Overcoming existential loneliness: a cross-cultural study

B. P.M. Chung, J. Olofsson, F. K.Y. Wong, M. Rämgård

Research output: Journal article publicationJournal articleAcademic researchpeer-review

11 Citations (Scopus)


Background: Moving into a long-term care facility (LTCF) can reduce the ability for older adults to engage in meaningful roles and activities and the size of their social network. These changes and losses can lead them to experience existential loneliness (EL) - the intolerable emptiness and lack of meaningful existence resulted from the losses they have experienced. While EL has often been understood as a universal human experience, it has primarily been studied in people from Western cultures; little is known about how EL may be experienced by and manifested in people from Eastern cultures. Hence, this qualitative study aimed to describe the experience and coping of EL in Hong Kong Chinese and Swedish older adults living in LTCFs. Methods: A qualitative study using Thorne's (2004) interpretive description was conducted. Thirteen Chinese and 9 Swedes living in LTCFs in Hong Kong, China and Malmo, Sweden, respectively were interviewed about their experience of EL in two series of semi-structured interviews. Data were analyzed using thematic analysis. Results: The core theme of "overcoming EL"described the participants' experience of EL, which came about through the combined process of "Feeling EL"and "Self-Regulating". Both Chinese and Swedish participants had similar experience with EL. Realizing that they did not want to living with EL anymore, they coped by reframing their experience and identifying new meaning in their life. Conclusions: The study findings suggested that early and clear counselling support that help older adults to define new meaning in life may help them cope. In addition, more opportunities should be available at the LTCFs to promote quality relationships, enable older adults to reflect on their lives with pride, and support their ability to do the things they enjoy.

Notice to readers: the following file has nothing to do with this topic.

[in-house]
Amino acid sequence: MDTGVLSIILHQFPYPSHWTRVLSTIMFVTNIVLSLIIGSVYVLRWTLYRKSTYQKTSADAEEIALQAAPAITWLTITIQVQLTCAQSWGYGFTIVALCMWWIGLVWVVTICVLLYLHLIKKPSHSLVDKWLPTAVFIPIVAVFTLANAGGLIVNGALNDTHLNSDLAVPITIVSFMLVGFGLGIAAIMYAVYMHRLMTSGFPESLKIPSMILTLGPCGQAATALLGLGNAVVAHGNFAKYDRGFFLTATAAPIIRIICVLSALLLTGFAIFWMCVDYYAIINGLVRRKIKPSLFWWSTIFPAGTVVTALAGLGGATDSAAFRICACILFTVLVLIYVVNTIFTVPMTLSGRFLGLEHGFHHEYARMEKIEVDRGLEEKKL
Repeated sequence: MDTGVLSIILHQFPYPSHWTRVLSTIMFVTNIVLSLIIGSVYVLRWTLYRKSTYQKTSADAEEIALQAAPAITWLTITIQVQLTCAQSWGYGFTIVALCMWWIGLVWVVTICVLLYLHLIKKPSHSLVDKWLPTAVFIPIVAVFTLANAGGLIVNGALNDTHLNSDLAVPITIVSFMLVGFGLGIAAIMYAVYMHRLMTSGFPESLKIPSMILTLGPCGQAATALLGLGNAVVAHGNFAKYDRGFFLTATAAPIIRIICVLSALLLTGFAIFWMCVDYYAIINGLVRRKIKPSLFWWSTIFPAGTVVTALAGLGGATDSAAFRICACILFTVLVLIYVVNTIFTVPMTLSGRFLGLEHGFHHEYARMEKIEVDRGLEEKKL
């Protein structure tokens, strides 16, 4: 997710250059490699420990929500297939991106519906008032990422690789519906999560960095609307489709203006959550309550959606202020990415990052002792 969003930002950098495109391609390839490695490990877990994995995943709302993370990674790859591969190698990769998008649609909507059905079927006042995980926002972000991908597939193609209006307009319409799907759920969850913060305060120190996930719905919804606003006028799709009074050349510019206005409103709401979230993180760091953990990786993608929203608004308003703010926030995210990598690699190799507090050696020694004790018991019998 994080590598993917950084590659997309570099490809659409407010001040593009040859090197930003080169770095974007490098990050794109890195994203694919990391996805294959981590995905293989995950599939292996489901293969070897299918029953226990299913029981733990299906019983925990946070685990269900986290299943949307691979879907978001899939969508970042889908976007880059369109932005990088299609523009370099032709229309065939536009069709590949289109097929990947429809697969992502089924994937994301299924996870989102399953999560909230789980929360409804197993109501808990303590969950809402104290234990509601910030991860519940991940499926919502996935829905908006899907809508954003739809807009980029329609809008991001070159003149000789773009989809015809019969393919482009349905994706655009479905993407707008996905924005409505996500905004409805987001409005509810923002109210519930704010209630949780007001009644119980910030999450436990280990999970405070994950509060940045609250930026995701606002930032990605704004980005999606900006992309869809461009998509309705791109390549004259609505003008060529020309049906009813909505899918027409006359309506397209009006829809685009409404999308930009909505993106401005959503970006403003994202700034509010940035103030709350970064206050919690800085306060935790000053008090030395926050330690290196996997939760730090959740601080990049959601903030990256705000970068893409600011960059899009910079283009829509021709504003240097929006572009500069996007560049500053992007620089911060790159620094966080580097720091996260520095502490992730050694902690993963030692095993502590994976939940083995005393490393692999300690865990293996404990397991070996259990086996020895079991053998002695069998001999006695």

Original languageEnglish
Article number347
JournalBMC Geriatrics
Issue number1
Publication statusPublished - 14 Sept 2020


  • Coping
  • Cross-culture
  • Existential loneliness
  • Meaning of life
  • Older adults
  • Qualitative research

ASJC Scopus subject areas

  • Geriatrics and Gerontology


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